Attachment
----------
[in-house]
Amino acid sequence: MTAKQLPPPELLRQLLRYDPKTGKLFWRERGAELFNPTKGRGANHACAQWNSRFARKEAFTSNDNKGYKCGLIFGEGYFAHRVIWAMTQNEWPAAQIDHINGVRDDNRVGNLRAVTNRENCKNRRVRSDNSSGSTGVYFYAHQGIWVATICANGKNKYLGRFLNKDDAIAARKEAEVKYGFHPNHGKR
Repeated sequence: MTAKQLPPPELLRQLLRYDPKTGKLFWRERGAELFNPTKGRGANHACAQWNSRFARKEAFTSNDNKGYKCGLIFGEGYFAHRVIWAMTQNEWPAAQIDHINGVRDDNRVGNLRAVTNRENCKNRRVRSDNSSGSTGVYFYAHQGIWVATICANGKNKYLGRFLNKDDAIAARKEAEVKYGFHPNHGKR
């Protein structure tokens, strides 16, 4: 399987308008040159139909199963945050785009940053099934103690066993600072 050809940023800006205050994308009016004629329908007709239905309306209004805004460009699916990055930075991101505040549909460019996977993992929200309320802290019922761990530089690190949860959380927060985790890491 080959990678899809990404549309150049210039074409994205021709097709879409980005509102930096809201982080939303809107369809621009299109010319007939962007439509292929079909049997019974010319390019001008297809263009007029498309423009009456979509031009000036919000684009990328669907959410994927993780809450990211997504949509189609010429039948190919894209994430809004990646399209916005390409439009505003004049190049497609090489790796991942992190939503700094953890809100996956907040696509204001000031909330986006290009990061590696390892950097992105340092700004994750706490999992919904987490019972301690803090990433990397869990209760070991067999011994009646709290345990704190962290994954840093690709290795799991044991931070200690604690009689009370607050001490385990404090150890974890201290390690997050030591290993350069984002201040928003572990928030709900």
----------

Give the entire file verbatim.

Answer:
[in-house]
Amino acid sequence: MTAKQLPPPELLRQLLRYDPKTGKLFWRERGAELFNPTKGRGANHACAQWNSRFARKEAFTSNDNKGYKCGLIFGEGYFAHRVIWAMTQNEWPAAQIDHINGVRDDNRVGNLRAVTNRENCKNRRVRSDNSSGSTGVYFYAHQGIWVATICANGKNKYLGRFLNKDDAIAARKEAEVKYGFHPNHGKR
Repeated sequence: MTAKQLPPPELLRQLLRYDPKTGKLFWRERGAELFNPTKGRGANHACAQWNSRFARKEAFTSNDNKGYKCGLIFGEGYFAHRVIWAMTQNEWPAAQIDHINGVRDDNRVGNLRAVTNRENCKNRRVRSDNSSGSTGVYFYAHQGIWVATICANGKNKYLGRFLNKDDAIAARKEAEVKYGFHPNHGKR
């Protein structure tokens, strides 16, 4: 399987308008040159139909199963945050785009940053099934103690066993600072 050809940023800006205050994308009016004629329908007709239905309306209004805004460009699916990055930075991101505040549909460019996977993992929200309320802290019922761990530089690190949860959380927060985790890491 080959990678899809990404549309150049210039074409994205021709097709879409980005509102930096809201982080939303809107369809621009299109010319007939962007439509292929079909049997019974010319390019001008297809263009007029498309423009009456979509031009000036919000684009990328669907959410994927993780809450990211997504949509189609010429039948190919894209994430809004990646399209916005390409439009505003004049190049497609090489790796991942992190939503700094953890809100996956907040696509204001000031909330986006290009990061590696390892950097992105340092700004994750706490999992919904987490019972301690803090990433990397869990209760070991067999011994009646709290345990704190962290994954840093690709290795799991044991931070200690604690009689009370607050001490385990404090150890974890201290390690997050030591290993350069984002201040928003572990928030709900």